On the eastern edge of California’s Sierra Nevada, tucked away beneath Mount Whitney, the tallest mountain in the continental U.S., is a tiny little town called Lone Pine. Lone Pine is best known as the jumping-off point for mountaineers seeking to summit Whitney, a convenient place to freshen up and grab a hot meal for hungry Pacific Coast Trail through-hikers and a playground of outstanding bouldering for rock climbers. If you’re a film buff, you might also appreciate the area’s history as a backdrop for Hollywood movies since the 1920s, especially the Westerns of the 1950s and ’60s like “How The West Was Won,” “The Lone Ranger” and “Hell Bent For Leather.” It’s not the town of Lone Pine itself that features on the big screen, however, but rather a uniquely beautiful and photogenic geological formation that lies on the western edge of town, in the shadow of the snowcapped Sierra peaks: the Alabama Hills.
Named for, of all things, a Confederate battleship, the CSS Alabama, the Alabama Hills aren’t really hills but a series of rock outcroppings and formations that jut from the scrubby desert floor. With a little imagination, you might pick shapes like an eagle’s head or a human face out of the hoodoos. And of course, for 100 years Hollywood directors have used the Alabama Hills to stand in for locations from the Wild West to the Arabian Desert to the Himalayas. Located on U.S. Route 395, the Alabama Hills and Lone Pine are a fabulous diversion on a loop through Death Valley. Riding the short, paved loop through the area is rewarding on its own, but to fully appreciate the Hills — and to see the actual filming locations — a detour onto graded dirt is required, which made the new Triumph Tiger 900 Rally Pro a perfect choice for this road trip.
I was smitten with the new Tiger, especially in its off-road oriented Rally Pro guise, since my initial ride in Morocco (Rider April 2020 and on ridermagazine.com), so when our tester arrived I snatched up the keys and wouldn’t let go. I’d traveled through Lone Pine once before, but had never stopped and only had a glimpse of the Hills from a distance; this time, I was looking forward to spending more time exploring and catching a famous Alabama Hills sunrise. Unfortunately, my timing wasn’t great; temperatures were in the low 100s, and I had a lot of flat, featureless desert to cross before reaching my destination. To make things more interesting, I diverted through a giant wind farm along curving, undulating Tehachapi Willow Springs Road — it was out of my way, but broke up the otherwise straight, flat, hot ride across the Antelope Valley and Mojave Desert. One word of caution: mind your p’s and q’s on this road, as the Highway Patrol seems to keep a cruiser or two on it, trolling it for speeders.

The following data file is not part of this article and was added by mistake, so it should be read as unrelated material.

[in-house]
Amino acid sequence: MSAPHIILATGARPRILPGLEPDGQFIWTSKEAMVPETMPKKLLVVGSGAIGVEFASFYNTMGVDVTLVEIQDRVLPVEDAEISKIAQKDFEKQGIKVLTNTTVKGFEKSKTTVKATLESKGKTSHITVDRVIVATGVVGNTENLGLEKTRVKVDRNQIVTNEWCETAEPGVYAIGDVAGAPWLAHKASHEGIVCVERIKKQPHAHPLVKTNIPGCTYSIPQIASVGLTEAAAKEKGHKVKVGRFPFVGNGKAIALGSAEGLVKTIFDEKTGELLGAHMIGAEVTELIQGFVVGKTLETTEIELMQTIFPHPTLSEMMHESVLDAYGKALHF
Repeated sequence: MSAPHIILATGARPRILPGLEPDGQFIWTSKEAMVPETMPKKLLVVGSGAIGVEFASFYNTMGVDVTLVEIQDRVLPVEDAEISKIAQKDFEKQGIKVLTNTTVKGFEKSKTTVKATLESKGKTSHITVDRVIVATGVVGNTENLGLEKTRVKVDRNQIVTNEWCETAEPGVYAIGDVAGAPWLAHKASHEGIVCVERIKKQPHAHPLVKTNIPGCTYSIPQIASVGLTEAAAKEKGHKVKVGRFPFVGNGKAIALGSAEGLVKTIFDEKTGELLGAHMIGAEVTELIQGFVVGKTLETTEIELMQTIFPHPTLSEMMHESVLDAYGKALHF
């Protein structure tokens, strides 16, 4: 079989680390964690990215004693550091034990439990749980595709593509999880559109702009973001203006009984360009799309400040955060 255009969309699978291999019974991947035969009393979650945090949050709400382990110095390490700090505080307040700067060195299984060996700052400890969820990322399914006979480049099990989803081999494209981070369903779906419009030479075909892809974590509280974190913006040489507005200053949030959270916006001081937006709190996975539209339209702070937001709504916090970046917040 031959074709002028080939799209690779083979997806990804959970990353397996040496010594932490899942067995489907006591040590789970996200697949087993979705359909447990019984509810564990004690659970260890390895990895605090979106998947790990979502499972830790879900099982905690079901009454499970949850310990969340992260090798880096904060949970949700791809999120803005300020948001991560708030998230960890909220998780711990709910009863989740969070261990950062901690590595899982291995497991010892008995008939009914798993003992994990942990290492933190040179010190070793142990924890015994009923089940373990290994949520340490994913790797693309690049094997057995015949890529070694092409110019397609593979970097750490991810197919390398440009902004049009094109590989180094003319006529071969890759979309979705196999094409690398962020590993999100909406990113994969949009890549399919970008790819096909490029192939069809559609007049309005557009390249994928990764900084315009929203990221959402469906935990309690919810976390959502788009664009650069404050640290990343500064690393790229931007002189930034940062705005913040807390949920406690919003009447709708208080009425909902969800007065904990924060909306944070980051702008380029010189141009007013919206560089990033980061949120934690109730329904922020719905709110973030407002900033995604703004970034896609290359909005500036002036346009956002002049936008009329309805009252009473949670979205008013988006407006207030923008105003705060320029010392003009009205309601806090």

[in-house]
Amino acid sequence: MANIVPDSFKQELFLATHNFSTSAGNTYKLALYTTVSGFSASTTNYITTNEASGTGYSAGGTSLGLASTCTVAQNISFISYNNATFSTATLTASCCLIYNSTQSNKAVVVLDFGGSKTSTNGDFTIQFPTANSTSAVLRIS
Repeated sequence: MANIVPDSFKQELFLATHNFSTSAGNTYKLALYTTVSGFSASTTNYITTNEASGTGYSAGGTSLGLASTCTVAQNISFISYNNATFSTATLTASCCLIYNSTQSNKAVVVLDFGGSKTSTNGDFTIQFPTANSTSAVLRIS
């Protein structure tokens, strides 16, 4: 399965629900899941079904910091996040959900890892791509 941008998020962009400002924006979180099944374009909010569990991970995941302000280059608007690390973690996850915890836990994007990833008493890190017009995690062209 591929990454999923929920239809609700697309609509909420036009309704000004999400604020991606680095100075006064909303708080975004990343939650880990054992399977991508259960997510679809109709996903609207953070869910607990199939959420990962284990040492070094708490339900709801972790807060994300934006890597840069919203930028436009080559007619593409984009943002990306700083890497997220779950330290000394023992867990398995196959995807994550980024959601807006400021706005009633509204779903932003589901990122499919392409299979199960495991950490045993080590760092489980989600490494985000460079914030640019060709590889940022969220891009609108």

The Tiger 900 was just as pleasant as I remembered, its revamped in-line triple with T-plane crank and new firing order generating plenty of power with a new V-twin-like character. Fortunately, that character was limited to sound and feel; the enlarged 888cc engine has been fitted with a new balancer shaft and is just as smooth as the previous Tiger 800. At 476 pounds wet, it’s lighter than before (our 2018 Tiger 800 XCA weighed in at 505 pounds) and makes a bit more power and torque. On the Jett Tuning dyno, our 2020 Tiger 900 Rally Pro spun out 89.7 peak horsepower at 8,800 rpm and 59.4 lb-ft of torque at 7,300, compared to 84 horsepower at 9,900 rpm and 51.2 lb-ft of torque at 7,700 on our most recent Tiger 800 tester. For some riders, a liter-class or larger ADV tourer is the only way to go, but the Tiger 900 Rally Pro makes plenty of power for my needs and offers all the creature comforts a girl could want — including a heated seat (not that I needed it on this ride).
Speaking of which, though it’s clearly the more off-road worthy of the new Tiger 900 family, the Rally Pro handled the several-hours long slog through the desert heat like a champ. A new split radiator meant my left leg wasn’t roasted, a common complaint on the previous Tiger 800 models, and the windscreen — adjustable with one hand from the saddle — did a nice job of deflecting the worst of the blast-furnace air without buffeting. Slowing through small towns along the way, I dropped it to its lowest position to allow maximum flow through the vented panels in my Spidi riding suit. Sometimes even hot air feels good, as long as it’s moving.
Another key improvement over the previous off-road Tiger 800s are the new tubeless spoked rims — still a ready-for-anything 21-incher up front (the base model Tiger 900 and the Tiger 900 GT and GT Pro have tubeless cast wheels with a 19-inch front). While it’s taller and longer (thanks to longer-travel suspension and the larger front wheel) and has plush suspension well suited for gnarly terrain, the Rally Pro is easy to handle and flicks through corners with ease and very little drama.
I tackled some legitimately “adventurous” sections on my first ride in Morocco, but this trip was more about the scenery and history, accessed via graded, occasionally sandy and often washboard dirt roads. After a pause at the (temporarily closed, thanks to the pandemic) Museum of Western Film History in Lone Pine, where I had to settle for a selfie outside the locked, theater-marquee style front doors, I checked into my hotel room, dropped off some stuff to lighten my load and headed for the Hills.